Zuni Style

Fetish carver Troy Sice photographed at the Museum of Northern Arizona.

We continue our annual profile on Native American artists with a look at two Zuni jewelers and a stone-fetish carver.

 

BY ERIKA AYN FINCH. PHOTOGRAPH BY DEB WEINKAUFF.

In a remote corner of western New Mexico, near the border of Arizona, sits the 450,000-acre Zuni Pueblo. It’s the largest of New Mexico’s 19 pueblos and, according to the Zuni Department of Tourism, 80 percent of the pueblo’s inhabitants make a living by creating art. Sedona Monthly continues its annual series on Native American artists with a look at two of Zuni’s most traditional art forms: stone-carved fetishes and intricate needlepoint jewelry.


Troy Sice: Fetish Carver

When Troy Sice was growing up on the Zuni Pueblo in New Mexico, he used to patiently stand at the workbenches of his uncles and his older brother, watching as they created small fetish sculptures out of antler and black jet. Nearby, his mother would be working on a piece of jewelry. “I grew up engulfed by art,” he says.

Troy began carving in the summer of 1994 while he was still in high school. He says he “doodled” with scraps of material leftover from his uncles’ art. His first piece was a corn maiden created out of antler – his mom still has the figure. After high school, he earned his nursing certificate, but he didn’t pursue a career in medicine. He kept coming back to art. That’s not surprising considering his family’s history. Troy’s grandfather, George Haloo CheeChee, was a pioneering Zuni artist, crafting bird fetish necklaces and bird-in-flight pendants from shell in the 1930s. His uncles, Miguel and Ramie Haloo, are credited with carving the first standing-bear fetish in the 1970s. But it was Troy’s brother, Colvin Peina, who was clearly the biggest influence. Colvin took the art of fetish carving to a new level by making his figures more contemporary and adding semiprecious inlay stones. He used a wider variety of materials and passed on some of his techniques to his younger brother. Colvin passed away in 2008, and Troy says he’s continuing his brother’s legacy with his own unique fetishes and sculptures.

“I’m carrying on my grandfather’s tradition because he’s the one who founded this, but Colvin was the innovator,” says Troy. “I’m following in his footsteps. I’m proud of what I do, and I hold my head up high because of the people who came before me. They are the reason I do what I do, and I thank them.”

Troy, 34, left the Zuni Pueblo in 2003 and settled in Albuquerque. Today, he works out of a studio about seven miles from his home. He prefers to work with deer and elk antler because it’s “very workable,” but he also carves out of jet, amber and turquoise (but only untreated turquoise – Troy is a purist). For his inlay work, he uses turquoise, coral, pink shell, lapis, malachite, sugalite and opal. Troy says he’s always on the lookout for new colors to give life to his fetishes. His figures include bears, corn maidens, frogs, badgers, eagle dancers, buffalo dancers and warrior women. But aside from traditional Zuni subject matter, Troy likes to stretch his limits by carving cowboy and Indian bears, dancing bears and even the nativity story complete with a small stone baby Jesus.

In his studio during this time of the year, when it’s too hot to work during the day, Troy will carve all night. And if he’s preparing for a show, he’ll log 24 hours straight. He creates his art using a vacuum motor with interchangeable wheels and a Dremel tool, which he uses for detail work. “The tools are there, but it takes handwork to maneuver a piece and create a pose,” Troy says. “It’s the hands that create the figure.”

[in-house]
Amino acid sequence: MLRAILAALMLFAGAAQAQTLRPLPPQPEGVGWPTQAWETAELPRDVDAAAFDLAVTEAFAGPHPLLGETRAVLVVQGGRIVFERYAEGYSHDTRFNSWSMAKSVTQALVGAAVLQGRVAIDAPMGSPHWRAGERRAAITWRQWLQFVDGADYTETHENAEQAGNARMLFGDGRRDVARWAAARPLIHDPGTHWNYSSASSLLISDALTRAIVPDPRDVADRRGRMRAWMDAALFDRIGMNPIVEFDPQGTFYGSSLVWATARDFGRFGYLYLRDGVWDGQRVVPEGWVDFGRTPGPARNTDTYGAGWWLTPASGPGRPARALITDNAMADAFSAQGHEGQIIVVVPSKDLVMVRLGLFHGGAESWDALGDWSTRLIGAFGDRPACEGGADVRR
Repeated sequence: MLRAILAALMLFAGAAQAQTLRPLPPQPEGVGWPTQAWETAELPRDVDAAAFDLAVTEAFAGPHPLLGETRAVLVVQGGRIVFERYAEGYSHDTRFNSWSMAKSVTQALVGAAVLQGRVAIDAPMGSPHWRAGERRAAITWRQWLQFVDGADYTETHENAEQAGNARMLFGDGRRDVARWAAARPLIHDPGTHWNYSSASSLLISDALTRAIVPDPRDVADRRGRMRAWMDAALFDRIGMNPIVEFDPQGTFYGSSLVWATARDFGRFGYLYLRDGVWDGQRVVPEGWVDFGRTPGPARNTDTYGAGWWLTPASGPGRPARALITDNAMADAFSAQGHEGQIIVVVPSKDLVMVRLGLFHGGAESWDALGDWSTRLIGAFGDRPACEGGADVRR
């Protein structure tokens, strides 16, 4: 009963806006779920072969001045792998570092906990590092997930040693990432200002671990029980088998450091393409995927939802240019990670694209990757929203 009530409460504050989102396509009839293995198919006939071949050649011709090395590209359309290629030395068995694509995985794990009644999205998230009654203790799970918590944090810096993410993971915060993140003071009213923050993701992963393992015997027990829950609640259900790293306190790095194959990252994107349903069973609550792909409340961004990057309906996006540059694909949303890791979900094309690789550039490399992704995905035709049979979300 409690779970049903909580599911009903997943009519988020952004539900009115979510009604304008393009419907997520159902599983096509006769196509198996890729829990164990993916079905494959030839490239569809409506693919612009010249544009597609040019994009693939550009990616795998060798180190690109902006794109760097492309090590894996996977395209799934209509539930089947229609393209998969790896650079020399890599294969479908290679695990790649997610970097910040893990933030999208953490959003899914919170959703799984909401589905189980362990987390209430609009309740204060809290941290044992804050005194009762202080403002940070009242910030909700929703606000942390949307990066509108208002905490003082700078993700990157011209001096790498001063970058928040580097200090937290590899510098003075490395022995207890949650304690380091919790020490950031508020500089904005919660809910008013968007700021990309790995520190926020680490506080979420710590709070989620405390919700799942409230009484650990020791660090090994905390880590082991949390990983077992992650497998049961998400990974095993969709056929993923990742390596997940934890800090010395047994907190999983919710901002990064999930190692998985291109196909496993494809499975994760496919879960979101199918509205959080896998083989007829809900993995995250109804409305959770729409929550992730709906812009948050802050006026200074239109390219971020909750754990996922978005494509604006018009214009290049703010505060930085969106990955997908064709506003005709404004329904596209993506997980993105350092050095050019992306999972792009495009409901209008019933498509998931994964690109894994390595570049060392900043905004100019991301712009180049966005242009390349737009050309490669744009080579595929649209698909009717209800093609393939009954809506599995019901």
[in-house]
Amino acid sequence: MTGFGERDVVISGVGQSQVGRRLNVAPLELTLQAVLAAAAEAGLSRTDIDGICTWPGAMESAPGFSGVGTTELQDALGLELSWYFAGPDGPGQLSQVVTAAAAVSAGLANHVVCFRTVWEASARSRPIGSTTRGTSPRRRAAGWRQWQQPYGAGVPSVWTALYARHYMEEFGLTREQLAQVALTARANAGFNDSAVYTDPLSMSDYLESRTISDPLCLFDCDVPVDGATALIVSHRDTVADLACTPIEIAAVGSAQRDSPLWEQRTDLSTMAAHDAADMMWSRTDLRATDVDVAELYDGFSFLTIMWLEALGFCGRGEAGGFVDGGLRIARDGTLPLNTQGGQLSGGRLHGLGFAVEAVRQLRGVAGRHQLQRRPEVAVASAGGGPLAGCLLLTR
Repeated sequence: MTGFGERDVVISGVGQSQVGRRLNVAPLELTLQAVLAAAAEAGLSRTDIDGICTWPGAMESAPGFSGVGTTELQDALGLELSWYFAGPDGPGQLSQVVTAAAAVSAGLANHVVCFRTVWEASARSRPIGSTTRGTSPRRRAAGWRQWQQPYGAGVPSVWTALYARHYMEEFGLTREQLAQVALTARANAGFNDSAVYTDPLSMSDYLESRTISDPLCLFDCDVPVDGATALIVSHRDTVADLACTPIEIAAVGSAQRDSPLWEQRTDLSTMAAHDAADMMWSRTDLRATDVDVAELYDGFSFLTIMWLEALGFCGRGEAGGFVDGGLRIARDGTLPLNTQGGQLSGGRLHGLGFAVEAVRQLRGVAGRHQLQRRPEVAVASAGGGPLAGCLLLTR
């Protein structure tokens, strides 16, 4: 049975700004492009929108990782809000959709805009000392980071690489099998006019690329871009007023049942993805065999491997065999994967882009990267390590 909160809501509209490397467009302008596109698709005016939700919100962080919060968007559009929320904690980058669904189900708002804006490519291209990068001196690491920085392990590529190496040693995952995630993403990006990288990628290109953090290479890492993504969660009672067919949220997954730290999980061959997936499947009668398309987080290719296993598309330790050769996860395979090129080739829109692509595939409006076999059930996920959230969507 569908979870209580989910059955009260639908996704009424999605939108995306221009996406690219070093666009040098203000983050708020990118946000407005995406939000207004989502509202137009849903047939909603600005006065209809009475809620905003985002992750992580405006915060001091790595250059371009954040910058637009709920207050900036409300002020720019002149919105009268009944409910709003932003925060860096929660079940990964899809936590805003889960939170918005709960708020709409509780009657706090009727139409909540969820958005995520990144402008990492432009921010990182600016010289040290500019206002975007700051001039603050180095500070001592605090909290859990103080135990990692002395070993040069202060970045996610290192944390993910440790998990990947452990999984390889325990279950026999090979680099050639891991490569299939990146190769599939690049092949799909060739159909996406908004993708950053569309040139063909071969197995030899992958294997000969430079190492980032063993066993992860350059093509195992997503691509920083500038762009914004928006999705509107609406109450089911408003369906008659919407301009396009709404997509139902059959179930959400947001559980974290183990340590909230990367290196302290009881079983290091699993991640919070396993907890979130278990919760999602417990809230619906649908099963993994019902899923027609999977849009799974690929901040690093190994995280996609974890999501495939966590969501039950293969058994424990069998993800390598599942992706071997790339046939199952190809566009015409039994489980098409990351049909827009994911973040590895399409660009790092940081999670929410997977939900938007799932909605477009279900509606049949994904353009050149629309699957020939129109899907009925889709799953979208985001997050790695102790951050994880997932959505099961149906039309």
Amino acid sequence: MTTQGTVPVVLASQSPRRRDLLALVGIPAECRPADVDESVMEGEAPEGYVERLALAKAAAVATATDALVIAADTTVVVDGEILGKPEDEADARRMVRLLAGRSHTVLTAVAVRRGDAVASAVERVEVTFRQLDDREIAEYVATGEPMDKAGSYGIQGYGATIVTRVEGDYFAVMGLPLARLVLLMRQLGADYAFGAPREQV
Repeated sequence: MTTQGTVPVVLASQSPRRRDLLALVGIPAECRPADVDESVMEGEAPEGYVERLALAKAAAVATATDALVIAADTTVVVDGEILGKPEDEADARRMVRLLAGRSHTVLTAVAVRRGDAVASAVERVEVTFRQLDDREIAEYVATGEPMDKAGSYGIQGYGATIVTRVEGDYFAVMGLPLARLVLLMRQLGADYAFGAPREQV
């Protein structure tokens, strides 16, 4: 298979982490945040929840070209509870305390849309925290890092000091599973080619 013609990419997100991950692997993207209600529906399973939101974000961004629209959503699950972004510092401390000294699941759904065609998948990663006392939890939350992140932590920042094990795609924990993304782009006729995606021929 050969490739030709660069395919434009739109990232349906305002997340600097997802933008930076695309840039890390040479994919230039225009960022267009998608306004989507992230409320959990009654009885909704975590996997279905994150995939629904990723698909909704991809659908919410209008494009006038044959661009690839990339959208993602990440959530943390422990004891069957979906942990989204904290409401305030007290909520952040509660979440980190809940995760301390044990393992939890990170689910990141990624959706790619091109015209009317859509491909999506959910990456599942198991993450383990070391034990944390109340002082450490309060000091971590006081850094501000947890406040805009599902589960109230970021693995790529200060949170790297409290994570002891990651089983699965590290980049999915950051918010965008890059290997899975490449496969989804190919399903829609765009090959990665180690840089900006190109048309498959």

During our conversation, Troy was working on an 11-inch corn maiden for the Santa Fe Indian Market in August. He doesn’t refer to his larger carvings as fetishes but calls them sculptures. And speaking of the lingo, Troy says that, according to tradition, a carving needs to be blessed – usually by a shaman – in order to call it a fetish. Otherwise, it’s a carving. “A consumer can have it blessed to turn it into a fetish, or they can use it as art,” he says. “But I don’t think you necessarily have to have a carving blessed by a shaman. If you give it care, talk to it, I believe you can turn it into a fetish.”

Different fetishes have different purposes. For example, bears are associated with strength, protection and healing while frogs bring rain and fertility. Fetishes are still used at the Zuni Pueblo; Troy has carved for prayer stick bundles used in religious ceremonies. And while he does earn his living carving, Troy says there’s a spiritual aspect in his work. He saves all of his scrap material, takes it to a remote area and buries it along with a smattering of cornmeal in order to give the stone back to Mother Nature. If the scrap includes antler, he believes the bone is returned to the animal’s spirit.

“My grandfather also taught me to go to work with a clear mind,” he says. “If you’re thinking about things that are bothering you, you’ll pass on those feelings to your fetish. If your mind isn’t clear, my grandfather said you must stop working. In a way, we almost enter a trance when we work.”

Troy’s work has been featured in numerous publications; he has won awards at the Santa Fe Indian Market, the Museum of Northern Arizona’s Zuni festival and at Heard Museum shows. In 2000, one of his corn maidens was admitted into the Heard’s permanent collection, and Troy says it’s his greatest accomplishment to date. A few years ago, Troy took on an apprentice, Raymond Tsalate, who has gone on to make a name for himself in the art world with his own original carvings. Maintaining originality is clearly most important to Troy. “Carving is very competitive,” he says. “My work is very original, and I’m always working on new styles and techniques. I have to so that I can stay one step ahead.”

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